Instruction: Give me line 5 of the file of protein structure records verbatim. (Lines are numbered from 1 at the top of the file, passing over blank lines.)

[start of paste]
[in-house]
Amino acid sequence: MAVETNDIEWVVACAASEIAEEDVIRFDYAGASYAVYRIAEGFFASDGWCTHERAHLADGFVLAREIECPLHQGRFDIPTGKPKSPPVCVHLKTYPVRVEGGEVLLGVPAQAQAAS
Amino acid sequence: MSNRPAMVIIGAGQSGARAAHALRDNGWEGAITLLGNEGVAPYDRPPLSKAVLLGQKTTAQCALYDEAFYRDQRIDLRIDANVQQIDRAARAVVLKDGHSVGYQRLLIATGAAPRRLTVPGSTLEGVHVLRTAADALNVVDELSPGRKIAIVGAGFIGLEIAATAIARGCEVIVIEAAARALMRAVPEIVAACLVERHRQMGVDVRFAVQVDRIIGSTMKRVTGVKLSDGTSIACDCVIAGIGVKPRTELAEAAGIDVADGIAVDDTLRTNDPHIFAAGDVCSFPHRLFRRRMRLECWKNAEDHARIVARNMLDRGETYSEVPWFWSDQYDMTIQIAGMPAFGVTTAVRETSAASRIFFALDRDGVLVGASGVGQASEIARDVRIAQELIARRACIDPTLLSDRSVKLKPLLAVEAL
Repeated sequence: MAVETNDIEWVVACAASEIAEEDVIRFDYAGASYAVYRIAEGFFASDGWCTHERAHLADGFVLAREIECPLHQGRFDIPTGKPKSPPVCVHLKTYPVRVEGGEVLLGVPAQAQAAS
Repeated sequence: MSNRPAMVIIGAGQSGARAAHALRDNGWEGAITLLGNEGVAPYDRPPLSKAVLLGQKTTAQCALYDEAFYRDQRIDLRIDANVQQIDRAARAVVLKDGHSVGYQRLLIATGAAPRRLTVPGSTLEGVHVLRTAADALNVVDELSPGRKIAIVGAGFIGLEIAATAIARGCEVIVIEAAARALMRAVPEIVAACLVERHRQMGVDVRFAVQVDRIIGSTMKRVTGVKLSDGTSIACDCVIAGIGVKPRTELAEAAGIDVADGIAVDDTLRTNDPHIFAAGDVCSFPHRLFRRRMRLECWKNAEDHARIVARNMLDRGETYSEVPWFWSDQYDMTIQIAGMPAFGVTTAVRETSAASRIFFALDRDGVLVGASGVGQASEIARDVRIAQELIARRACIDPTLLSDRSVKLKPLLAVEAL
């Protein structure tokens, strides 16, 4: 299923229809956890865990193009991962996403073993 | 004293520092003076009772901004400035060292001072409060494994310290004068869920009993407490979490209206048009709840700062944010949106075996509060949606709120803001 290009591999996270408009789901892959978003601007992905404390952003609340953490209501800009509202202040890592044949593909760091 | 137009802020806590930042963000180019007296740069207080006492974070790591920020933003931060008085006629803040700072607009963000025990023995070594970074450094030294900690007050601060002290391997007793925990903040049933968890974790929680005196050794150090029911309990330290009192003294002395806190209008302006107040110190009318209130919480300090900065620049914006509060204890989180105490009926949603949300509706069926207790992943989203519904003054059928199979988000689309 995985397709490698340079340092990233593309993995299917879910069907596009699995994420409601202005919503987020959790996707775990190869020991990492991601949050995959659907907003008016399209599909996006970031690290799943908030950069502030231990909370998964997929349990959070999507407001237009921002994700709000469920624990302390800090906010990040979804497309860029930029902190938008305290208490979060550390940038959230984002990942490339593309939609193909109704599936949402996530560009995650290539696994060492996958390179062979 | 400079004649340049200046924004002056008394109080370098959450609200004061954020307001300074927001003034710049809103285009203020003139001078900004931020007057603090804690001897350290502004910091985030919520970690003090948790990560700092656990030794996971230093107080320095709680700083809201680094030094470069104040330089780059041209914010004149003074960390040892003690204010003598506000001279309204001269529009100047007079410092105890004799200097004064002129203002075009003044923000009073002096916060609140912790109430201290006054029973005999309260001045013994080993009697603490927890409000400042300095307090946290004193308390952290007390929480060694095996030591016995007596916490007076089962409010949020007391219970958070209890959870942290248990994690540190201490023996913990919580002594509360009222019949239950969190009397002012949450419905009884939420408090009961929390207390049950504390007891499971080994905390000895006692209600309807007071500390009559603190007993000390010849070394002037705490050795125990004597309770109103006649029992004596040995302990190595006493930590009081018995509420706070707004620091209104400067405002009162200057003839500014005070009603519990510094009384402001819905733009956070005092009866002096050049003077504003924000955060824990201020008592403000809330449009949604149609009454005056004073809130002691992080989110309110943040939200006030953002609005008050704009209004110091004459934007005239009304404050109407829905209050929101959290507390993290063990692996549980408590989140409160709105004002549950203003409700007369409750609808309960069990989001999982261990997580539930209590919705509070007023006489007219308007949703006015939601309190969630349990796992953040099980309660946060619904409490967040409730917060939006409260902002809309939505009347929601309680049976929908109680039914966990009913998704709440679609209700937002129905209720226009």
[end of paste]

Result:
Repeated sequence: MSNRPAMVIIGAGQSGARAAHALRDNGWEGAITLLGNEGVAPYDRPPLSKAVLLGQKTTAQCALYDEAFYRDQRIDLRIDANVQQIDRAARAVVLKDGHSVGYQRLLIATGAAPRRLTVPGSTLEGVHVLRTAADALNVVDELSPGRKIAIVGAGFIGLEIAATAIARGCEVIVIEAAARALMRAVPEIVAACLVERHRQMGVDVRFAVQVDRIIGSTMKRVTGVKLSDGTSIACDCVIAGIGVKPRTELAEAAGIDVADGIAVDDTLRTNDPHIFAAGDVCSFPHRLFRRRMRLECWKNAEDHARIVARNMLDRGETYSEVPWFWSDQYDMTIQIAGMPAFGVTTAVRETSAASRIFFALDRDGVLVGASGVGQASEIARDVRIAQELIARRACIDPTLLSDRSVKLKPLLAVEAL